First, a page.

Students explore variety of locations, job opportunities following graduation
Published: Wednesday, October 24, 2012
Updated: Wednesday, October 24, 2012 08:10
With the Career Fair a distant memory and senior degree sheets due in just a few short weeks, one question gnaws inexorably in the minds of every senior: “Where do I go from here?” The gamut of possible academic and professional options can be daunting — master’s programs, law or medical schools, entry−level careers and internships — and factoring location into the mix ratchets up the indecision.
Not surprisingly, a popular option for graduating seniors is to stay right where they’ve been, or at least close by. Jeffrey Prescott (E ’12) is settling into his entry−level position in the Edison Engineering Development Program with GE Aviation in Lynn, Mass. after two successful summer internships with the company.
“The program will rotate me to different jobs while I take classes to get a Master’s,” Prescott said. “My current job title is a design engineer for a next−generation military helicopter engine ... and I will rotate through three different 12−month jobs.”
Megan O’Toole (LA ’12), who worked for the Tufts Parents Program during her undergraduate career, preferred a career on the Hill. She began a job with Tufts Alumni Relations just weeks after her graduation.
“I just had a great experience at Tufts, so I went through the interview process with Alumni Relations and everyone in that office is fantastic,” she said. “It is a perfect, in my eyes, starting job, a great transition from leaving college to going into the working world.”
In addition to working as an Alumni Relations assistant, O’Toole is planning to begin graduate studies at Tufts in the spring.
Becoming a “Double Jumbo” is a common way for undergraduates to stay on campus after receiving their Bachelor’s degrees.
Eric Fournier (E ’11), who is a second−year Masters student, emphasized that the logic behind choosing to undertake graduate study at Tufts was his confidence in knowing that he would experience a smooth transition.
“The biggest motivating factor for me to stay here was that I already knew my advisor. I could stay working with the same advisor that I did as an undergrad and that I did research with as an undergrad,” he said. “That was a huge plus for me.”
Tufts Career Center Director Jean Papalia told the Daily in an email that 38 graduates from the Class of 2012 reported that they would be attending one of Tufts’ graduate programs this fall, making Tufts the most popular graduate school of choice for undergraduates.
The breakdown of senior enrollment includes nineteen students in the Graduate School for Arts, Science and Engineering, nine in Tufts Medical School and five in the School of Dental Medicine, Papalia said.
While some remain close to campus, other undergraduates choose to establish careers in the Greater Boston area, staying in a familiar location.
According to Papalia, Boston ranks first in the “post−graduate plans” survey question concerning location preferences. While responses including the Southwest and outside of the U.S. received 15 percent and 22 percent respectively, 51 percent of seniors responded that they hope to live in Boston after graduation.
Papalia added that while the Career Center reaches out to employers and alumni across the country, the largest contingent of professional contacts is located within the state of Massachusetts.
“Of the 4,500 jobs and internships which we posted last year in Jumbo Jobs, [only] 1,500 of them were from out of state,” she said.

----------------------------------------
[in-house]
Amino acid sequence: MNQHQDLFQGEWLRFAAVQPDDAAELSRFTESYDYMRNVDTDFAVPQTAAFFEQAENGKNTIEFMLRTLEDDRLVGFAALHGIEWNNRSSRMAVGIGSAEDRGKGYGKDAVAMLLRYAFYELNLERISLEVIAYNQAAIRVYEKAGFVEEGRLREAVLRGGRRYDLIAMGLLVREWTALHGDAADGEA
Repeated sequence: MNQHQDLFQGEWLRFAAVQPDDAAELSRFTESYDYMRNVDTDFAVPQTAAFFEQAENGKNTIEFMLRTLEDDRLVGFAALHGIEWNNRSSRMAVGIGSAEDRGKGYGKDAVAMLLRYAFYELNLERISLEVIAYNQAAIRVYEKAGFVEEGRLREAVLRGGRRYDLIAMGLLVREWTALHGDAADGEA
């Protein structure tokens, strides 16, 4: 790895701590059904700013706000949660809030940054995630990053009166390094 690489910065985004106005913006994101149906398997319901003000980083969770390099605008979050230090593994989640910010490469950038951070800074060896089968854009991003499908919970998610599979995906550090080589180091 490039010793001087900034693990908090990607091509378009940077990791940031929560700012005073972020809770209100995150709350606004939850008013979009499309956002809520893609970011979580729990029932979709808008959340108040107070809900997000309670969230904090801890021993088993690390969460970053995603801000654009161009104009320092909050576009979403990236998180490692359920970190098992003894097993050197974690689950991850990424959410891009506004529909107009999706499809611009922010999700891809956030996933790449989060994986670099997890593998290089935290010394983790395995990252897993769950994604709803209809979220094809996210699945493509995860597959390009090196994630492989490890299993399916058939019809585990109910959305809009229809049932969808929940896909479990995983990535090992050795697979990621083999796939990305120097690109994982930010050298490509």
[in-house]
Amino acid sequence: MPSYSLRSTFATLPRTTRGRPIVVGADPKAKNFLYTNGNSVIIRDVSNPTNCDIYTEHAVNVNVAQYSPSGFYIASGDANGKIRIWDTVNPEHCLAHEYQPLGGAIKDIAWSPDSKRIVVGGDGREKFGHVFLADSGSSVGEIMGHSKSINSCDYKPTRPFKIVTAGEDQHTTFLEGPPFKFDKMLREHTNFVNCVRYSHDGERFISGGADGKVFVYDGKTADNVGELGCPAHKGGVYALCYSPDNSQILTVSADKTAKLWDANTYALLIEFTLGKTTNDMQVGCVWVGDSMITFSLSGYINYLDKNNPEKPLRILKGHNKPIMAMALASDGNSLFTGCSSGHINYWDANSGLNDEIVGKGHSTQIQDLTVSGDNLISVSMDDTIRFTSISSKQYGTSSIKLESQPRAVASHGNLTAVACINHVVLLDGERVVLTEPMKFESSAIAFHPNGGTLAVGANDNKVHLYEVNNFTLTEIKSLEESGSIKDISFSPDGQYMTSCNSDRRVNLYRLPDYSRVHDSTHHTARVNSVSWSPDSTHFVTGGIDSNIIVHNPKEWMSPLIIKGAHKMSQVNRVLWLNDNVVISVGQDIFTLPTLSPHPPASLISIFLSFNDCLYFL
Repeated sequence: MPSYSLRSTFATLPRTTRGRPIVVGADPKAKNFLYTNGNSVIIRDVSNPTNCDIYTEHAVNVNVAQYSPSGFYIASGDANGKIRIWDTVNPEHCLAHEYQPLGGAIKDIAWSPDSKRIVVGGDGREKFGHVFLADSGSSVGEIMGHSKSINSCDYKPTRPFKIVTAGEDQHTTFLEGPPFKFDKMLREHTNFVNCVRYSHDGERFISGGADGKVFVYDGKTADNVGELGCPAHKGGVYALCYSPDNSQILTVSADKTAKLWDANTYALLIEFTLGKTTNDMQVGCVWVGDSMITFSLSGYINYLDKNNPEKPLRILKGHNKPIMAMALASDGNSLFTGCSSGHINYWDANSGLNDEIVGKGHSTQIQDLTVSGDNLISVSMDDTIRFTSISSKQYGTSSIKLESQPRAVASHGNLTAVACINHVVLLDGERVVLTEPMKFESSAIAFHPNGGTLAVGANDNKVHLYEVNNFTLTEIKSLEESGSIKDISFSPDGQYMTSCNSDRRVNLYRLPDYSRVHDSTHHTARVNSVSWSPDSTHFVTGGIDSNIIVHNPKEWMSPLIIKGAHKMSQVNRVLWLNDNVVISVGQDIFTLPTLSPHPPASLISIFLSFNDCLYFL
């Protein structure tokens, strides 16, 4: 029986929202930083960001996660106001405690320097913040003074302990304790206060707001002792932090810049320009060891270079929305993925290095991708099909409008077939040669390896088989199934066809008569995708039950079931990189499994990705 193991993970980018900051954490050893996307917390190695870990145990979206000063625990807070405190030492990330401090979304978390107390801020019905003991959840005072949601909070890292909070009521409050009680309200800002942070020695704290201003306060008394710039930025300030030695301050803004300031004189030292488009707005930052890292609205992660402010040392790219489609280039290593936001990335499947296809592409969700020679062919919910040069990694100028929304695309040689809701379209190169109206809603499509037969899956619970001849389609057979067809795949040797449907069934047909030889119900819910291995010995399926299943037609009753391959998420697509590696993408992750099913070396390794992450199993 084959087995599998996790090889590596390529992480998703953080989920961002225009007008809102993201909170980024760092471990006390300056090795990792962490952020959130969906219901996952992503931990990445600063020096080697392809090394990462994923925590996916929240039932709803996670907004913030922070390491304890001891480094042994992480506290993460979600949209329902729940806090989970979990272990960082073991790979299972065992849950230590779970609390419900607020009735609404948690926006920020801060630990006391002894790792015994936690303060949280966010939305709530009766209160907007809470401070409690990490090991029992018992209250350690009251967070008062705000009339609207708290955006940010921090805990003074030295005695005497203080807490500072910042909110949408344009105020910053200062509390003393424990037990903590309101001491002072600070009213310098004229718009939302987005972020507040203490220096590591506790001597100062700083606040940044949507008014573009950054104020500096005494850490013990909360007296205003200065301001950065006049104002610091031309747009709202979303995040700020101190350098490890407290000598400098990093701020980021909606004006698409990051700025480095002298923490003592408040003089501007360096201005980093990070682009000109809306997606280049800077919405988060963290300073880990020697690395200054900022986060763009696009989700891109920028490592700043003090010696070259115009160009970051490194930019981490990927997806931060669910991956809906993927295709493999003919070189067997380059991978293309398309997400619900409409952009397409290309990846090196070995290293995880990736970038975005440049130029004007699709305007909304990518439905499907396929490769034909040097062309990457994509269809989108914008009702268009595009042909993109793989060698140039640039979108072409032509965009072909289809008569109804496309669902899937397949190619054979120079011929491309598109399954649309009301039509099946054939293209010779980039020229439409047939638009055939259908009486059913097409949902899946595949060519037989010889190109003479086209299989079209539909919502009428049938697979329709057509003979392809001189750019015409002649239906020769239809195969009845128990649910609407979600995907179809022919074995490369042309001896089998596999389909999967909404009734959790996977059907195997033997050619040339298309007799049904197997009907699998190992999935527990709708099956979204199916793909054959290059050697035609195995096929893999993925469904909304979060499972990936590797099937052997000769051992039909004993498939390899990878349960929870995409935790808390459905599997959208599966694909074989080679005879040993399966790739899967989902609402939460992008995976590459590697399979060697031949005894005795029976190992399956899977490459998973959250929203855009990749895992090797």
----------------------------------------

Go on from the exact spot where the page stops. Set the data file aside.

The high proportion of Boston hires can be at least partially explained by the extensive Tufts alumni network throughout Boston. According to Executive Director of Alumni Relations Timothy Brooks, 28,000 alumni live in the Boston area.
“I think it is safe to say that with a lot of seniors, when they graduate, the prospect of staying in the Boston area is a good one,” he said. “There is a wealth of opportunity in terms of graduate school, and Boston is an attractive city.”
Students such as Prescott and O’Toole who have taken part in internships, volunteer experiences or part−time jobs while attending Tufts, often have a better chance of being hired for full−time positions after graduation.
“Students who pursue internships and who have some sort of experience are setting themselves up for better job prospects in the Boston area,” Brooks said.
Not all Tufts graduates, though, choose to stay so close to their alma mater. While some choose to return to locations closer to their hometowns, others look for an entirely new experience.
Senior Karl Gaebler, originally from Wisconsin, came to Tufts to experience New England, a region vastly different from that of the Midwest and would like to continue expanding his repertoire.
“I would rather go to someplace else for graduate school,” he said. “I think it would be interesting and worthwhile to see a different program at a different school. I know Tufts culture and would want to experience another educational culture.”
Senior Emily Weiss also sees herself in a new place after receiving her degree this May.
“I’m looking at jobs and graduate schools in places where I can use the knowledge that I learned here,” she said. “If I could pick anywhere, I would be in East Africa working for an NGO or non−profit that is concerned with international development.”
Location, though, is not always the highest priority for seniors during their career search.
The current state of the job market has led many students to place an emphasis on taking advantage of available opportunities.
Gaebler stressed that he is willing to put preferences aside when it comes to establishing his career.
“My top priority is being able to get a job ... I’m not too concerned where it is,” he said. “I’m not going to turn down a job because of location. You have to follow your opportunities.”